Posted On June 13, 2014

IRS tax scams grow against vulnerable elderly victims

Senior citizens seem to be facing perils from increasingly frequent tax fraud scams, both nationally and here in Nevada. It’s reported that in one prominent scam the caller will typically identify himself as a “tax crime investigator.” This individual reportedly makes threats of physical harm if the victim doesn’t pay the tax money claimed due. Callers may also claim to be from the IRS in the hope of emotionally overwhelming the victimized individual.

Despite the fact that a government agent would not, in reality, threaten physical harm, there are extremely vulnerable victims who can be easily made prey to such sham operations. As stated, the largest reservoir of those who might believe the false story are the elderly who are alone and isolated. Illegal immigrants and others with little ability in English can also be handicapped enough to fall for an approach that threatens harm.

It is heartbreaking to learn the depth to which some defenseless and vulnerable people can fall into being tricked by a fraudulent scheme. In one reported example in Florida, a person declaring that he was from the IRS told a 92-year-old woman that he would kidnap her if she did not pay what she owed. She paid $8,000 before finding the good sense to contact the authorities.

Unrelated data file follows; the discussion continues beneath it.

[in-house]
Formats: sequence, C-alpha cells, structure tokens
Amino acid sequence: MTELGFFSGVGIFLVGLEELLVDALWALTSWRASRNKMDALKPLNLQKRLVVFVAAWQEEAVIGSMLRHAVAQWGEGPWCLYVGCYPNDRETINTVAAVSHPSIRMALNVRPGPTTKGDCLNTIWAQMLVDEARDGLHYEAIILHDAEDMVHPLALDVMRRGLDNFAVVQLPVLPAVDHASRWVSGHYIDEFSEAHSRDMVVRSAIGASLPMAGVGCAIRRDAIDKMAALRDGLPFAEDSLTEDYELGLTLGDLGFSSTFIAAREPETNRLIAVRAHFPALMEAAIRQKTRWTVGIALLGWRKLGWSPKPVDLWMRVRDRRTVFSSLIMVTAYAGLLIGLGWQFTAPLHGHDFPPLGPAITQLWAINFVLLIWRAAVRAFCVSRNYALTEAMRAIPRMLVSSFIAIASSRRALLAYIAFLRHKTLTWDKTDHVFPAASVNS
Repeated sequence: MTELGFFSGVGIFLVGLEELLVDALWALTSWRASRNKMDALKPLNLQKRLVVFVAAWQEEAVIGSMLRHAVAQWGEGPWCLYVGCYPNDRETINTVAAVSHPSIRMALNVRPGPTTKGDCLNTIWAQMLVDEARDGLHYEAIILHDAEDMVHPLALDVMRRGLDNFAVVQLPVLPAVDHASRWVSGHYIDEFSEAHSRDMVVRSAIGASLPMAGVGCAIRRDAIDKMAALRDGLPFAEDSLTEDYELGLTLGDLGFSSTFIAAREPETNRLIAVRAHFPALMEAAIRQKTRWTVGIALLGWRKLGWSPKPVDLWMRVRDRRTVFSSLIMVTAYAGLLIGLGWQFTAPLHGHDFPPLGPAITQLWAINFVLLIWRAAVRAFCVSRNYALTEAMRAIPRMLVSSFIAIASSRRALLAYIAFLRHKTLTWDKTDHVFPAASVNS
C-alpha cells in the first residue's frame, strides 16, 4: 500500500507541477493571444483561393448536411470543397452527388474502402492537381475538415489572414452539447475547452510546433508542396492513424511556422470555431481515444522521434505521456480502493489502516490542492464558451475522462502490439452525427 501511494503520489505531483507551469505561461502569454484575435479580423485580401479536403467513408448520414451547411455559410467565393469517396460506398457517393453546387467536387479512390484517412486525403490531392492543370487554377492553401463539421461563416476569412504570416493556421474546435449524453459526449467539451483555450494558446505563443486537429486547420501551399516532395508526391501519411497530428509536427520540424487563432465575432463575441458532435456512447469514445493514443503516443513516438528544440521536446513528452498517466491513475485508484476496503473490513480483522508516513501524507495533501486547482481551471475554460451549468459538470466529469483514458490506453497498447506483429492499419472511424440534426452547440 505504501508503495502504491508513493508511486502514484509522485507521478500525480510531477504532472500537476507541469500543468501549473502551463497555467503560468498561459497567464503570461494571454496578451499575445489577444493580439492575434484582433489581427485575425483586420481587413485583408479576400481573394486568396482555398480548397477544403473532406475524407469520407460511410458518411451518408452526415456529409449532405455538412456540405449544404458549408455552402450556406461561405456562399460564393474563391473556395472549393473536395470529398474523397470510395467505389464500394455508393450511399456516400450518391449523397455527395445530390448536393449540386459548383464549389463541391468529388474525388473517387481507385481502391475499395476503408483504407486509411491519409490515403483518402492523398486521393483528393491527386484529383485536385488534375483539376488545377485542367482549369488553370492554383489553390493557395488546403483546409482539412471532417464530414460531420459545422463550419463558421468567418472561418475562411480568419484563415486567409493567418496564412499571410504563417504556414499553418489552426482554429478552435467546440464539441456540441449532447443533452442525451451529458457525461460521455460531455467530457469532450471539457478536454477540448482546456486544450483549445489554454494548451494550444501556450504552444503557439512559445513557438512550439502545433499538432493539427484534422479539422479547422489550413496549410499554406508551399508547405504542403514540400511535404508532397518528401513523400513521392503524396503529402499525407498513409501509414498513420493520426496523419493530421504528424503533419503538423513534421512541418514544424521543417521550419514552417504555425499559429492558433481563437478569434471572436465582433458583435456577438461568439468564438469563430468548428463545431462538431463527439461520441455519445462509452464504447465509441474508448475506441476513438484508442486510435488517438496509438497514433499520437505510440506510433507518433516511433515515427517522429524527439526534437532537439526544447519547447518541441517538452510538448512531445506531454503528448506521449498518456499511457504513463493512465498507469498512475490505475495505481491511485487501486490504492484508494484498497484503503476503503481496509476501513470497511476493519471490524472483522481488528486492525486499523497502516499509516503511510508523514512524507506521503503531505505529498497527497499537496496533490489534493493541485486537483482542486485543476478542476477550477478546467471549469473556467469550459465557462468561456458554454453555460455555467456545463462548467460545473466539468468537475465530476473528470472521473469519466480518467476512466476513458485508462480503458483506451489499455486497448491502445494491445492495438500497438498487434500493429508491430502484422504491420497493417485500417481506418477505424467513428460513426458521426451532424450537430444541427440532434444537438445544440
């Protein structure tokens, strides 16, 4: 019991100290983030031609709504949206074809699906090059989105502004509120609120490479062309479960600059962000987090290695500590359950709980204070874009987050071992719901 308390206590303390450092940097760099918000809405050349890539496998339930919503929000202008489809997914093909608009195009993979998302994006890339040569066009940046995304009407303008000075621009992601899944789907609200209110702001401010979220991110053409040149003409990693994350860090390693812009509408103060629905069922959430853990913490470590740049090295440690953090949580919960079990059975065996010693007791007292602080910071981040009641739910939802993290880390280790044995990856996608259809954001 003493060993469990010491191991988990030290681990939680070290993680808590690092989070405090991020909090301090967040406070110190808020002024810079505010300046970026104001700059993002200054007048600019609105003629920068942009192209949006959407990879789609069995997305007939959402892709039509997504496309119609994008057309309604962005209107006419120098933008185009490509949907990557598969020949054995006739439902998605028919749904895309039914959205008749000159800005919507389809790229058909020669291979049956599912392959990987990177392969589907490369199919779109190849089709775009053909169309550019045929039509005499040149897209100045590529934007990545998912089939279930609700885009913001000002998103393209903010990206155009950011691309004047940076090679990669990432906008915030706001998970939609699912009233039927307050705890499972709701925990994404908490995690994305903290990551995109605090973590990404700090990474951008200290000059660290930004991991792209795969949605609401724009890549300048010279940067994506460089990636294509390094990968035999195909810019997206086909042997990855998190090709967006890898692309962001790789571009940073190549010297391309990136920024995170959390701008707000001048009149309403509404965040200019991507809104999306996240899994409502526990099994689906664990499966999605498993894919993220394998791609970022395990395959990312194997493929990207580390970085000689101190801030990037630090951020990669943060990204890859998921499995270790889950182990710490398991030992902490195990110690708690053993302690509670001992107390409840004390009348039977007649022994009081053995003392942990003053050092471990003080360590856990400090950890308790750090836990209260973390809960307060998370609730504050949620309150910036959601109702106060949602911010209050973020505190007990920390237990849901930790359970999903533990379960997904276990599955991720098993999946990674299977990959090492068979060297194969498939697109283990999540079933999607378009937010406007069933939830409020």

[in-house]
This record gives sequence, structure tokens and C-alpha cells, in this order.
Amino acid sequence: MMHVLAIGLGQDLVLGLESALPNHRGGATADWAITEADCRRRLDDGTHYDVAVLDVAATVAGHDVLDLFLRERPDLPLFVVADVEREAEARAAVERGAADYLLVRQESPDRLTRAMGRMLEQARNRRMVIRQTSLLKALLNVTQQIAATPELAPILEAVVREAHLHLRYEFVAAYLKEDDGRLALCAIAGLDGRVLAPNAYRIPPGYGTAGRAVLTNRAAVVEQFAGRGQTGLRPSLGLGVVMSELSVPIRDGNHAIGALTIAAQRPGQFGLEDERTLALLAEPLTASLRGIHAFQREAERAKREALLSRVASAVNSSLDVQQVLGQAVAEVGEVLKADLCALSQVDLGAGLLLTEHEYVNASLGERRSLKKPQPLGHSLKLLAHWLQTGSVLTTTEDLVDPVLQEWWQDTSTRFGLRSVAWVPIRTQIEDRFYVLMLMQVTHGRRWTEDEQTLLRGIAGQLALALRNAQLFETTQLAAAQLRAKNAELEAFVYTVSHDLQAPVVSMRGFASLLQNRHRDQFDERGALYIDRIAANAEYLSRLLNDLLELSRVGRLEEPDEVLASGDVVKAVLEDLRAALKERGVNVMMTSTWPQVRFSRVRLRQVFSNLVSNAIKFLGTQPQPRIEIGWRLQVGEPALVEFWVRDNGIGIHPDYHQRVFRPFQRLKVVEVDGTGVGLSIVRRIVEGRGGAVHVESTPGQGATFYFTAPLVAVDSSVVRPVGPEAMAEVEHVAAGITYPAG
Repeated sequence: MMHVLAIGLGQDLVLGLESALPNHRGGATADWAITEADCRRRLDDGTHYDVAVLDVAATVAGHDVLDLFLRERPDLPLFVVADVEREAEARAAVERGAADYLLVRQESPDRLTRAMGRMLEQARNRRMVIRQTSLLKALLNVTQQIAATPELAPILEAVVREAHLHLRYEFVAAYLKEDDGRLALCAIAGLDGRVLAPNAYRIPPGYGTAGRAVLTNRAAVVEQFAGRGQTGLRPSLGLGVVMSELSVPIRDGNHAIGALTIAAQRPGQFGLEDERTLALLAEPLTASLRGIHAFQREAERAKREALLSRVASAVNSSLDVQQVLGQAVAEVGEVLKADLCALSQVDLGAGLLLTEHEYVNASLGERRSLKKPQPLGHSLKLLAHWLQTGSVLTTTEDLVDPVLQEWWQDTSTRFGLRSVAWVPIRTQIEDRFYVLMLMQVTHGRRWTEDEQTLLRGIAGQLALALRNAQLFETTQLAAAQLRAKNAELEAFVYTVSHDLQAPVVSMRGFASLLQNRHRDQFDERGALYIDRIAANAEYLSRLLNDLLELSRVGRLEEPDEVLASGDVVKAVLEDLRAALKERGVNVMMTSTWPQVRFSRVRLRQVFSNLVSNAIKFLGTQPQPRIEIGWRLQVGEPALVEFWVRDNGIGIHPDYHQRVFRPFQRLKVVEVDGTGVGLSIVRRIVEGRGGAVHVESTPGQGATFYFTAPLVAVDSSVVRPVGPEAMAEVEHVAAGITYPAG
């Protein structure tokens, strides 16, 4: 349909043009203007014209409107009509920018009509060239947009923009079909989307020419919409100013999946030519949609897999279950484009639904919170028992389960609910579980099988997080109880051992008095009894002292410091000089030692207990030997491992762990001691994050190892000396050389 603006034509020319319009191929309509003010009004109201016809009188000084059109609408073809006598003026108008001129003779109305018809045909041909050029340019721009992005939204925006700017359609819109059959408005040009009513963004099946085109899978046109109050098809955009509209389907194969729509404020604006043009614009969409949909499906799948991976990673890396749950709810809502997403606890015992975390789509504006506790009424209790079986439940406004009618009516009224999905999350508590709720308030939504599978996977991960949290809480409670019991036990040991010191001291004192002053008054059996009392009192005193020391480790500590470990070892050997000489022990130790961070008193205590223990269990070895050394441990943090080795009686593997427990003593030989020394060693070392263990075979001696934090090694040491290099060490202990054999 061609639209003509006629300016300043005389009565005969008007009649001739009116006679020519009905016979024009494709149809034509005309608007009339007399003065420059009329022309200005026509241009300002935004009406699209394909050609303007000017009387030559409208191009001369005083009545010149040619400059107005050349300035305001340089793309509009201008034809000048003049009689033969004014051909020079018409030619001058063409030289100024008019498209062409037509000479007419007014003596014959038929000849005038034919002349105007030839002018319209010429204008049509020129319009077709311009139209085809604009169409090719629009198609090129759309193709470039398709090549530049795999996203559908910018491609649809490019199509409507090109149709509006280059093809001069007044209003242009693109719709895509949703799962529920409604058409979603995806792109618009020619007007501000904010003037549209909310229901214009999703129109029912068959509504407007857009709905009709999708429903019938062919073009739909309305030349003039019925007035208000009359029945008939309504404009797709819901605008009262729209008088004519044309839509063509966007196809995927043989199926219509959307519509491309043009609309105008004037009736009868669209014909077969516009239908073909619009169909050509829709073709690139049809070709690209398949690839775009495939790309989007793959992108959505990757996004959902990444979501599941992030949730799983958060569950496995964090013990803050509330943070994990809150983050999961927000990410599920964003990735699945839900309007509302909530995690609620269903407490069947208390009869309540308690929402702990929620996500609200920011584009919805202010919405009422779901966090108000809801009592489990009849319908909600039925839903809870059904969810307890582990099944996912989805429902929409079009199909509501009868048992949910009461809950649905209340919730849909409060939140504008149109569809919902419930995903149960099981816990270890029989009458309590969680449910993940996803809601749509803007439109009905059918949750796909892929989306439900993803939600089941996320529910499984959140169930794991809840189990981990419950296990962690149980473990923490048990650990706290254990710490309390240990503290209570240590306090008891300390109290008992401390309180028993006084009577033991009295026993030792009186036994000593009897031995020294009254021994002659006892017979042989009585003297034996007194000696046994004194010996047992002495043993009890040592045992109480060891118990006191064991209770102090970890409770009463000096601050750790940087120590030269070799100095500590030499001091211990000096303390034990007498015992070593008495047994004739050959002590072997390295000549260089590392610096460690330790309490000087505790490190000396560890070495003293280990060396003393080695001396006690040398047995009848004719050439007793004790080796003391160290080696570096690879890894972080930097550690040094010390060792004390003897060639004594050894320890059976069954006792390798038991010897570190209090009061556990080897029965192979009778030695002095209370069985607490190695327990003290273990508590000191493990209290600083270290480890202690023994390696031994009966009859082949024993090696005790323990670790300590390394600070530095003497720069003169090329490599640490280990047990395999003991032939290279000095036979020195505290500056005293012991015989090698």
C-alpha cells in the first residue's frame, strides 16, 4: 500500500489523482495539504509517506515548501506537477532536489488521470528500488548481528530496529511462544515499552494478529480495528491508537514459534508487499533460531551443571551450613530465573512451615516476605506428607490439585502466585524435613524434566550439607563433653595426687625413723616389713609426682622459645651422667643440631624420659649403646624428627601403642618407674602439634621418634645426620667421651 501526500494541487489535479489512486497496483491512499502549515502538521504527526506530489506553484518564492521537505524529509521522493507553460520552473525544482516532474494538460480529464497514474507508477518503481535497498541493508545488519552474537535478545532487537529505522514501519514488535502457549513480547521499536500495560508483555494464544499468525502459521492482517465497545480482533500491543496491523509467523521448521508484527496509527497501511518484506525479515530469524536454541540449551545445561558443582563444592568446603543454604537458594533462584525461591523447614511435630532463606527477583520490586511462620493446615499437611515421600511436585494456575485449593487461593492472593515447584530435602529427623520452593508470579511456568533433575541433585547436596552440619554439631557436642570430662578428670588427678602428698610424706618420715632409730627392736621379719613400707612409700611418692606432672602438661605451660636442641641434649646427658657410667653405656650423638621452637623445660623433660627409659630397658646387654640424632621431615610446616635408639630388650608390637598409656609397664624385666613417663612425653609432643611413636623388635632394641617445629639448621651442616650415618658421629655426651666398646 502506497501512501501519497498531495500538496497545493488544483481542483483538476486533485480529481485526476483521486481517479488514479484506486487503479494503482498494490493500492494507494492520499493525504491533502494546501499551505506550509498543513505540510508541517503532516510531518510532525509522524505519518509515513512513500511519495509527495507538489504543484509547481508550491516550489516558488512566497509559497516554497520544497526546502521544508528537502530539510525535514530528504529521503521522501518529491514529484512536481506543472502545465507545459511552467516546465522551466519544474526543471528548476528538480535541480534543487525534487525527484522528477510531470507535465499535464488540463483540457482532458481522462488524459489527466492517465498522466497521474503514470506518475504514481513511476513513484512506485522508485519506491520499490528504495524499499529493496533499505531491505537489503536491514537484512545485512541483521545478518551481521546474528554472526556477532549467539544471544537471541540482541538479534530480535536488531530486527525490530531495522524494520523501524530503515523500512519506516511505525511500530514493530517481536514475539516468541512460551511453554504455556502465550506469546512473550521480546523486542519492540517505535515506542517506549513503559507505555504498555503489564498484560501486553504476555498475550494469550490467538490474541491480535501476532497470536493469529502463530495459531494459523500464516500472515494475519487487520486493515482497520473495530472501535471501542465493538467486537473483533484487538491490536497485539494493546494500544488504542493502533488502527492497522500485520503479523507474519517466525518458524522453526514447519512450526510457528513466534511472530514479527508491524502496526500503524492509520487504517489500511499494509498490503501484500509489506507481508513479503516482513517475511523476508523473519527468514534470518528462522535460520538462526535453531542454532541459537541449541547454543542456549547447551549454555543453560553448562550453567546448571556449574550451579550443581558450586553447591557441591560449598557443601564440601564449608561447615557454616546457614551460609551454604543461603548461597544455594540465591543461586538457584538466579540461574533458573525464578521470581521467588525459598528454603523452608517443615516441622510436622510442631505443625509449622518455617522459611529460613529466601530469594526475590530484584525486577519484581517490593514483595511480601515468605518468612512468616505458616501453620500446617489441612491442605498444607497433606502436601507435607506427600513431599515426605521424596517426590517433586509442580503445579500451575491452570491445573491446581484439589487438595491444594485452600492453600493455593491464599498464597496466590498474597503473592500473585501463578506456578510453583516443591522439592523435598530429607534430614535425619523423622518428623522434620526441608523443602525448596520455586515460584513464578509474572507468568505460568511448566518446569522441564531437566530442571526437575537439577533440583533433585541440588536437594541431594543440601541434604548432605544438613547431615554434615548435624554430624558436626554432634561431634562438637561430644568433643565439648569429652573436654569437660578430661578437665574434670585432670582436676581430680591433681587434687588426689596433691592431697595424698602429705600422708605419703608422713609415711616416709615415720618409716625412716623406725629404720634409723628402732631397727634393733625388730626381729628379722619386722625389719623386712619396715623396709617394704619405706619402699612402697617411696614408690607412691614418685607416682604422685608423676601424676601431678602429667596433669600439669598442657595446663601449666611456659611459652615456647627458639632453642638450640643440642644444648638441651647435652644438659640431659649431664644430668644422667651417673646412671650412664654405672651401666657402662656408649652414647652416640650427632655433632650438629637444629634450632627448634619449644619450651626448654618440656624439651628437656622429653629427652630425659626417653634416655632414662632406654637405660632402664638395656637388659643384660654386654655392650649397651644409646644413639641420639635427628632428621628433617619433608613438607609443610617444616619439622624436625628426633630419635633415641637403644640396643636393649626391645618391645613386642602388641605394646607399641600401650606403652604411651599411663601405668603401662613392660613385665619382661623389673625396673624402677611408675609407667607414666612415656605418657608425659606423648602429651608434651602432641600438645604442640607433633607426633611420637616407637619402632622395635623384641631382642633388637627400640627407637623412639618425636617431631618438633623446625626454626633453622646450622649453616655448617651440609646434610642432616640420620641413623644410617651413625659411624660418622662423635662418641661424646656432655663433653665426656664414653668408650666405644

According to the IRS, some callers tell victims that they’re going to get a big refund. They may threaten driver’s license revocation or even arrest for tax evasion. In some instances, their goal is to commit identity theft and get the use of credit cards and other ID information. The con artists may combine such entreaties with follow-up calls from associates who say they are from law enforcement or the state driver’s license bureau.

In Nevada and nationwide, it is strongly advised that people not send or pay money to anyone who is not fully identified and verified. Get further verification from the IRS if the individual represents herself as being an IRS employee. Whenever possible, family members should supervise and assist elderly relatives in managing their finances and in weeding out illegal shams.

Source: tbo.com, “Sheriff warns residents of tax phone scam“, June 6, 2014